By Akane Otani
Tropical Storm Isaias barreled through New York, New Jersey and Connecticut on Tuesday, unleashing torrential rain and leaving hundreds of thousands of residents without power.
The National Weather Service said Isaias was expected to deliver up to 5 inches of rain in some parts of the region and possibly lead to flooding. Weather forecasters and state officials also warned of the potential for tornadoes to hit southeast New York, northeast New Jersey and southern Connecticut.
As the storm picked up speed, it knocked out power across the region. By midday Tuesday, around 350,000 households in New Jersey were left in the dark, according to Jersey Central Power & Light, which serves about 1.1 million customers in the state. About 11,000 customers in Staten Island and 5,000 households in Brooklyn also lost power, according to electric utility Consolidated Edison Inc.
Jersey Central Power & Light didn't say when it expected to be able to restore power to affected households. ConEd said it expected to be able to restore power in Staten Island by around 1:30 p.m. Tuesday and in Brooklyn by around 6 p.m.
New Jersey Gov. Phil Murphy declared a state of emergency late Monday and urged state residents to stay off the roads and at home.
"If you are out on our roads and come across a flooded section, do not attempt to cross it. Turn around, don't drown," Mr. Murphy said on Twitter.
New York City Mayor Bill de Blasio also warned residents to stay at home.
"Between the rain, flooding potential, the winds and even a potential tornado -- that's a lot," Mr. de Blasio said at a press briefing on Tuesday. "Don't go outside if you don't need to during the high point of the storm."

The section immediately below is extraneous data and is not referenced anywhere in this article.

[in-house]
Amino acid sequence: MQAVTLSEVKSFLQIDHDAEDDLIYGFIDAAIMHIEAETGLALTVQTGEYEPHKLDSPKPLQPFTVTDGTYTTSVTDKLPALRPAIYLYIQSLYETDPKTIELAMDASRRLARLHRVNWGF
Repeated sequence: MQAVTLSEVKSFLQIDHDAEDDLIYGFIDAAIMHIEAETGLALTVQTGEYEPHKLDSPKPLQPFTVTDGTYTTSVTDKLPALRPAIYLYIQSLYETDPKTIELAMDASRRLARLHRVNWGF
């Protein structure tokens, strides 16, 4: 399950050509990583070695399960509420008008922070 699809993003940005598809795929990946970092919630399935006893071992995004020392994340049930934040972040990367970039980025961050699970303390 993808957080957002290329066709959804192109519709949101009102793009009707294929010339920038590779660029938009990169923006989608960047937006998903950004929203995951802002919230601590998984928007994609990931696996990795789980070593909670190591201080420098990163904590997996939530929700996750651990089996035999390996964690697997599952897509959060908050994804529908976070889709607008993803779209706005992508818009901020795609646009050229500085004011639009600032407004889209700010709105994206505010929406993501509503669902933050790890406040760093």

City workers spent Monday preparing for the storm, laying down sand bags and "tiger dams" -- flood barriers filled with water -- around a mile-long stretch of lower Manhattan that experts believed was particularly susceptible to flooding.
After making landfall in North Carolina late Monday as a Category 1 hurricane, Isaias generated multiple tornadoes in the state and in Virginia, causing at least one death and multiple injuries. While the storm has since been downgraded to a tropical storm, officials warned that residents in New York, New Jersey and Connecticut should be on alert for potentially dangerous conditions.
New York City officials prohibited swimming at beaches on Tuesday, citing forecasts from the National Weather Service that ocean swells could be as high as 10 feet.
"While surfing will still be allowed, lifeguards will not be on duty, and we strongly urge all New Yorkers not to risk their lives by ignoring this directive," Mitchell J. Silver, commissioner of the city's Department of Parks & Recreation, said in a statement.
Staff at city-owned marinas also checked on water pumps and generators ahead of the storm. The facilities will have staff on site 24/7 during the storm, said Nate Grove, chief of waterfront and marine operations at the parks department.
Meanwhile, several tourist attractions and businesses announced on social media and online that they were closed for the day, including the Statue of Liberty National Monument and the 9/11 Memorial & Museum. The New York Yankees, which had been scheduled to face off against the Philadelphia Phillies Tuesday evening at Yankee Stadium, postponed their game as well.
Commuter service was also disrupted. New York City's ferry service and the tram connecting Manhattan and Roosevelt Island were suspended as of noon, while Metro-North Railroad urged customers to finish their travels by early afternoon because it anticipated weather-related delays.
Isaias is the second tropical storm to hit New York this summer. If it sustains its speed of 70 mile-per-hour gusts, it would be the strongest storm to hit New York since superstorm Sandy in 2012, which destroyed thousands of homes and caused widespread power outages.
Write to Akane Otani at firstname.lastname@example.org